But unlike a significant portion of Tibetans and Uighurs, Hong Kongers generally do not seek independence from China. Even Jimmy Lai, the pro-democracy media tycoon who is a strident critic of the Communist Party, said Hong Kong "can never be divided from China."

"What we have to keep is to keep our differences, the core values that are the legacy of the English colonial past," he said in an earlier interview. "We're an international city; we have internationally shared core values."

Because Hong Kong is a creation of the British Empire, many Hong Kongers have thought of themselves as apart from China for the entirety of the city's existence. The distinct identity has been reinforced by the enduring dominance of Cantonese and the Cantonese popular culture — film, music, television — that is not only beloved by Hong Kongers but also embraced by the Hong Kong diaspora, keeping their identities rooted more in their home city than in China. Overseas Hong Kongers have returned to join the protests.

After Mao Zedong and his comrades took over China in 1949, many Hong Kong residents felt anxious about the new Communist power but also developed a sense of superiority to their mainland counterparts, looking down on ordinary Chinese as bumpkins struggling under economic and political deprivations.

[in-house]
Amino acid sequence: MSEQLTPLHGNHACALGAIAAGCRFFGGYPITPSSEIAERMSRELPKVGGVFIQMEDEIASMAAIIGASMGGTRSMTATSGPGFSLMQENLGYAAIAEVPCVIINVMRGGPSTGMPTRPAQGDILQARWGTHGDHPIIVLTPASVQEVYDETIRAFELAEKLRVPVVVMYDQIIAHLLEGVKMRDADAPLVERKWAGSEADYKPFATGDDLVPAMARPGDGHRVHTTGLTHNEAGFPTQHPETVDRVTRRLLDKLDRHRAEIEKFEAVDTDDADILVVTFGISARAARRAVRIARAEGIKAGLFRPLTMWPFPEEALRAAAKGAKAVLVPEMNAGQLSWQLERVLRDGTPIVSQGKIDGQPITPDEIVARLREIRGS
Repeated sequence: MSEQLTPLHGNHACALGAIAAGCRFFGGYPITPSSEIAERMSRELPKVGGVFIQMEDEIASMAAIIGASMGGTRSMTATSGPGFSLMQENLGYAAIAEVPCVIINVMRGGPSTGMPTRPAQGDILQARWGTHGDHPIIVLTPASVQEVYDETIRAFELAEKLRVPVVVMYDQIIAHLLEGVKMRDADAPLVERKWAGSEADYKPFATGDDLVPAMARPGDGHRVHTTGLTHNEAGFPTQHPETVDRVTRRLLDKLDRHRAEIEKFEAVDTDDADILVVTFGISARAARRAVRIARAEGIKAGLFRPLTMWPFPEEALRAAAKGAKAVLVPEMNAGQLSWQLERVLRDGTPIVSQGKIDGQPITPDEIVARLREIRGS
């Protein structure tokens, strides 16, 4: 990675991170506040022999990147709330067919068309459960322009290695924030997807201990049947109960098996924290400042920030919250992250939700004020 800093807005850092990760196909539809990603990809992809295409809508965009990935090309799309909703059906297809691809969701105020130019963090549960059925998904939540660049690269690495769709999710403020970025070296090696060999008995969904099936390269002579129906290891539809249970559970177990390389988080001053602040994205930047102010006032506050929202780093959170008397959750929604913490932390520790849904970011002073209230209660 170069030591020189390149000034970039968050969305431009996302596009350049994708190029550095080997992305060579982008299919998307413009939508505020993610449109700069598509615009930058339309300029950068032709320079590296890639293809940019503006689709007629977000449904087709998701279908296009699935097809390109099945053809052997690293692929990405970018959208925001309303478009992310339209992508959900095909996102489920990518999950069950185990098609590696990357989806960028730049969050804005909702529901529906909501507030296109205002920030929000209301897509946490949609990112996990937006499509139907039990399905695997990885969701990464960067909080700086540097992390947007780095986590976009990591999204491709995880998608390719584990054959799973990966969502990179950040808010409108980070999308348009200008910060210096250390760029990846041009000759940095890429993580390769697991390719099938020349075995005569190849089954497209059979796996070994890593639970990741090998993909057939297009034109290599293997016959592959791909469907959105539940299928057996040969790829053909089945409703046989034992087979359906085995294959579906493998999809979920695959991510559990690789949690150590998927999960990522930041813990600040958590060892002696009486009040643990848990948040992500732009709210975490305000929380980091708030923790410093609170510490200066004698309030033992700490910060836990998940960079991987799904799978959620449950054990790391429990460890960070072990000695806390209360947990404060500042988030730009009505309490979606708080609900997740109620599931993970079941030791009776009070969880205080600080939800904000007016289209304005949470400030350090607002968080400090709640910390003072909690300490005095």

Even today, Hong Kongers are still seen as much more cosmopolitan than urban mainlanders, and their identity is shaped by their travels, language skills and sense of global citizenship.

"The reason why I really want to fight against the government to have more rights is because I lived in Denmark for six months and learned how good it can be in a socialist and democratic society," said Gemma Yim, 21, an art student and protester. "So I feel like we have the right to have a good life. We have the right to be protected by a government that is representative of the people."

For many Hong Kongers, one event — the massacre at Tiananmen Square in 1989 — casts a long shadow over much of what the Communist Party says and does, even today, and contributes to the sense of separation. Memories of that violence continually manifest themselves here — in the enormous candlelight vigil held in Victoria Park every June 4, one that draws many young people, and in the sense of dread over the past 10 days, as residents wondered whether Beijing would order Chinese troops to fire on the protesting students. The use of tear gas against students by the local police on Sept. 28 had already evoked 1989 for many.

That was the case with Rowena Leung, 32, a kindergarten teacher, who said in an interview at an antiviolence protest on Saturday that she remembered watching the television news with her parents on the night in 1989 that the shooting began in Beijing and other mainland cities. She recalled her mother and grandmother crying. "My mother came to my room and told me before I went to sleep, 'You are so lucky you are in Hong Kong, you are not in mainland China,' " she said.

"This week I have thought about that a lot," Ms. Leung said. "This week, I told my husband, 'I now know what my mother meant.' "